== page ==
Home » “We must encourage the consumption of pulses, which are beneficial for the finances, health and environment of Europeans”

“We must encourage the consumption of pulses, which are beneficial for the finances, health and environment of Europeans”

by drbyos

Lhe European Commissioner for Agriculture, Janusz Wojciechowski, announced on March 2 the launch of a European strategy for plant proteins at the start of 2024. One year after the outbreak of the war in Ukraine, this is a major issue of sovereignty, because two-thirds of the vegetable proteins consumed on the continent are now imported, and 90% for soya.

But it will not be enough to produce European; consumption must also be encouraged. Indeed, vegetable proteins are used today in Europe mainly to feed livestock. Europeans eat half as many pulses as people in the rest of the world.

However, an increase in the consumption of pulses would have many benefits, for their finances (very cheap proteins), for their health (cardiovascular in particular) and for the environment (crops that do without fertilizer and enrich even the soil, a possible reduction in the number of polluting factory farms).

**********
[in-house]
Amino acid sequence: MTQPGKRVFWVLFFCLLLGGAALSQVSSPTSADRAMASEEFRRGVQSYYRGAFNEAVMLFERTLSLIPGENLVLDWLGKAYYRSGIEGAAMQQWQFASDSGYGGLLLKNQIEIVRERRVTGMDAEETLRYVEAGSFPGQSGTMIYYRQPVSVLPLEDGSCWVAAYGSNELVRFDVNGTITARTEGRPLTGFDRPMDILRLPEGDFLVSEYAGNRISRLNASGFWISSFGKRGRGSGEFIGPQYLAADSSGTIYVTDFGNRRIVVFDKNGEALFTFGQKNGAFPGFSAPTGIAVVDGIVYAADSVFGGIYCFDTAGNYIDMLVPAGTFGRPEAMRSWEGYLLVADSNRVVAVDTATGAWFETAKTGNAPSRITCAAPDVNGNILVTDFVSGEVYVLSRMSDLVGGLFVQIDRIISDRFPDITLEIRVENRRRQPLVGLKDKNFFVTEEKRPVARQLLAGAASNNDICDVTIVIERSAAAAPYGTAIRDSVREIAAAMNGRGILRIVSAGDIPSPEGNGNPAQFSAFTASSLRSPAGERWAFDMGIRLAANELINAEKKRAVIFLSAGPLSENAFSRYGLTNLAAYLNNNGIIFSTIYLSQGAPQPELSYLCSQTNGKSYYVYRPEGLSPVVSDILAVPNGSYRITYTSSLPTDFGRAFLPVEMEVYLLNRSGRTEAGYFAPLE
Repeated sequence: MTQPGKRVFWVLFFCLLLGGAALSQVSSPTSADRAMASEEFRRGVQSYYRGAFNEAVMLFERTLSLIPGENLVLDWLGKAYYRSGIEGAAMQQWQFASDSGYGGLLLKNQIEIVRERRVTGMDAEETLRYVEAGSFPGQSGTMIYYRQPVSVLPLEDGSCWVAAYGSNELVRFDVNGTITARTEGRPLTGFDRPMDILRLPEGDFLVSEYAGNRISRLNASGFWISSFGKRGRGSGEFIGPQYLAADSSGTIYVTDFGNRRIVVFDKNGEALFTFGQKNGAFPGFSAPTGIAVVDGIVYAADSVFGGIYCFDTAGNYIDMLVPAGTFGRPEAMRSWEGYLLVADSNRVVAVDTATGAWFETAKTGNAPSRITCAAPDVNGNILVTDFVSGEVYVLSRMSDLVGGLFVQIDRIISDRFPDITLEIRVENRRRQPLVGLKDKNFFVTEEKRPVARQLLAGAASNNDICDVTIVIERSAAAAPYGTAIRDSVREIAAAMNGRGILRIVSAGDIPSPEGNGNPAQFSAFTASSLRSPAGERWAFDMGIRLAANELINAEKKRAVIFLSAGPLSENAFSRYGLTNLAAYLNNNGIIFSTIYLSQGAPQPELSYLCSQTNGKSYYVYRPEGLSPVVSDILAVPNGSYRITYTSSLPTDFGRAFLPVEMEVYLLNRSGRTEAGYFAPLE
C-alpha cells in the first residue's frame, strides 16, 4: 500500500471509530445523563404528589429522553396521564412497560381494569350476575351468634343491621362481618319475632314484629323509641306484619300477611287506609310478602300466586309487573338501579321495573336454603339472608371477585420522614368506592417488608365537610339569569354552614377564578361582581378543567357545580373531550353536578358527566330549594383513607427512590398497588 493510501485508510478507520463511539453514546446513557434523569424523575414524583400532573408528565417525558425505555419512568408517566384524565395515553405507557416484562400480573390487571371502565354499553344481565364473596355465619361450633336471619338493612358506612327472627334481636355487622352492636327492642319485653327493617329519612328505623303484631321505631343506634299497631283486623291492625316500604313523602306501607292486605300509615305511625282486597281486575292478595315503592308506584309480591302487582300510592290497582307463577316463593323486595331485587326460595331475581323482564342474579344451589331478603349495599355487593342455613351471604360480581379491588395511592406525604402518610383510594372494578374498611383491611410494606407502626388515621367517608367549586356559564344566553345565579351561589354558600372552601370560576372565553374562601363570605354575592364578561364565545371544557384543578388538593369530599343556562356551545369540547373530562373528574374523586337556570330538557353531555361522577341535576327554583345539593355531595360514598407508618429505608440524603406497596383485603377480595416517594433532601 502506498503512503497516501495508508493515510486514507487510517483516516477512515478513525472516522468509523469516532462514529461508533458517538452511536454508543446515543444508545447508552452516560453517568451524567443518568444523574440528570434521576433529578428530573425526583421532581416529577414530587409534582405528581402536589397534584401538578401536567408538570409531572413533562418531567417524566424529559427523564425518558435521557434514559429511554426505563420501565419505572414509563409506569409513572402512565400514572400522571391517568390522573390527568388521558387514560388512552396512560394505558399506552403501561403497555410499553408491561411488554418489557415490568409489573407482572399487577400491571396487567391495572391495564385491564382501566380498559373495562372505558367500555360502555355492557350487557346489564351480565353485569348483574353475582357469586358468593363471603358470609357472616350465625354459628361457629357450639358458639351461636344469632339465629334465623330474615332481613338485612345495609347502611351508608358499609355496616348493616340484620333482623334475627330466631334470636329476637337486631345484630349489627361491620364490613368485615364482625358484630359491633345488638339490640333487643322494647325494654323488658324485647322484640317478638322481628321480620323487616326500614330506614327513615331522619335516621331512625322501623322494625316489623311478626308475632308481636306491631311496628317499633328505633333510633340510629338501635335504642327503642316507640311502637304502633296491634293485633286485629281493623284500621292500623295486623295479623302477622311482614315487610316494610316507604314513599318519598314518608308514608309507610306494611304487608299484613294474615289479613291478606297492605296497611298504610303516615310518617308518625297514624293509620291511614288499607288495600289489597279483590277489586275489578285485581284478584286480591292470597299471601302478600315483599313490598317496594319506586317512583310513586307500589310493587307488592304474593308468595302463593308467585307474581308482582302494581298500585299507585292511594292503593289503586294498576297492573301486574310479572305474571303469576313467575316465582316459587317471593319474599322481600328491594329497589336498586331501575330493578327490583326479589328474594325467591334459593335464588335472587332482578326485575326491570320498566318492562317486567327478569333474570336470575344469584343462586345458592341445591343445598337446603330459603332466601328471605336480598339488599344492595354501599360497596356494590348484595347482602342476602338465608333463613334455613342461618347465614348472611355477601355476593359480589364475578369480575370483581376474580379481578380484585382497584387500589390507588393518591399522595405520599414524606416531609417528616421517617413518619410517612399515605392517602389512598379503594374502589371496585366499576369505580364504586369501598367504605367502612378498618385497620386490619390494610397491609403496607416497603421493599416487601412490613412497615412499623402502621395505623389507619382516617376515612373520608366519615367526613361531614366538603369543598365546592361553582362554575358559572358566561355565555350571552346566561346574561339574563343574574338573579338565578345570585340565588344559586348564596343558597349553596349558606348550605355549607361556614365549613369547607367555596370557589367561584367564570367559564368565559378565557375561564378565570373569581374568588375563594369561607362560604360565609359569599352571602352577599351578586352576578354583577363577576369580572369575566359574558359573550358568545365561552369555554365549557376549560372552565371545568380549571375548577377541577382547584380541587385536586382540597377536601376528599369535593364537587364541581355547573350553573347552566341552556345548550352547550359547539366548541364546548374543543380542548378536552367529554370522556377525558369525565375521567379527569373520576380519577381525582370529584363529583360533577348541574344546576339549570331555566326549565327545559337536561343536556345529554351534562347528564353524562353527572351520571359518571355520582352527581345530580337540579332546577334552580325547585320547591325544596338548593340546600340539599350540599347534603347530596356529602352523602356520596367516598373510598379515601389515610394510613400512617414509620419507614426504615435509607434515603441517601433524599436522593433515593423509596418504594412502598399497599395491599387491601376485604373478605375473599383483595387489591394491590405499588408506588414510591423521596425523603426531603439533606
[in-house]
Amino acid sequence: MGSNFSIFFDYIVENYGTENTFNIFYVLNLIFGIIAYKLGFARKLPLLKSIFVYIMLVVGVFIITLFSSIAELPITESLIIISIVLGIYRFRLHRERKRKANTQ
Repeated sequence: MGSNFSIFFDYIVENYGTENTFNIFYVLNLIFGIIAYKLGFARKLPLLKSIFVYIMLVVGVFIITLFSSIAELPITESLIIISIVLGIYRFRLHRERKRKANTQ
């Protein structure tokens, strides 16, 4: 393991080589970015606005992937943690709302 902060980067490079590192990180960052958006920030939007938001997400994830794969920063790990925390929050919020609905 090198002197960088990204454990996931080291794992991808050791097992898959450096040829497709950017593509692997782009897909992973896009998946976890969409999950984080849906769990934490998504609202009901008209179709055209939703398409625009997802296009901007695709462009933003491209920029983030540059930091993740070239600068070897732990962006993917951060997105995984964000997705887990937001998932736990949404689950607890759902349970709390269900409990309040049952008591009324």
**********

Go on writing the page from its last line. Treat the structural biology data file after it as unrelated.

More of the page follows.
A matter of marketing and influencers

The European Union has the means to act, but, for the moment, it seems to focus mainly on the production aspect, as France did, with its vegetable protein plan launched in 2021, after a division by four of French consumption in twenty years. It would be a shame if Europe did not try to change eating habits more, because the rejection of these legumes is essentially due to their image.

Read also: A French person consumes twice as much meat as the world average

Cheap, they are indeed frequently associated with poverty, which puts off the most modest people in particular, to the point that they now buy much less of them than the wealthiest. But many foods that used to be synonymous with hard times, even scarcity, were able to seduce the privileged classes, then the general public. Think of wholemeal bread, heirloom vegetables, still water, Levantine hummus, which was also a poor man’s meal…

Putting peasant dishes back in the spotlight

Marketing can help create desire, with the weapons of yesterday and today. Some interventions by celebrities and influencers to glamorize health-beneficial products. Gastronomic games on public channels to encourage people to cook these little-known ingredients. Innovative menus in canteens to rally children to the cause. School vegetable gardens and shared vegetable gardens encouraged to start growing these crops. Renewed training for apprentice cooks…

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